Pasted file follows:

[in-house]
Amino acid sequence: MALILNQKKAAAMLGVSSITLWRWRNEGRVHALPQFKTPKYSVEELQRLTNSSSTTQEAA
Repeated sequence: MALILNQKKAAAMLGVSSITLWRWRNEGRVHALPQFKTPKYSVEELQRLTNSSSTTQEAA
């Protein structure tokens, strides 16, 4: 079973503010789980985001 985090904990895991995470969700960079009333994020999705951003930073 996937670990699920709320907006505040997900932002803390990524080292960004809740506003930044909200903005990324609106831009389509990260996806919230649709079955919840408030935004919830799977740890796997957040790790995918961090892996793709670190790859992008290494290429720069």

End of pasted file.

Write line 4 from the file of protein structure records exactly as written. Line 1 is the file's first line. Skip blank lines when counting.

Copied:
């Protein structure tokens, strides 16, 4: 079973503010789980985001 985090904990895991995470969700960079009333994020999705951003930073 996937670990699920709320907006505040997900932002803390990524080292960004809740506003930044909200903005990324609106831009389509990260996806919230649709079955919840408030935004919830799977740890796997957040790790995918961090892996793709670190790859992008290494290429720069």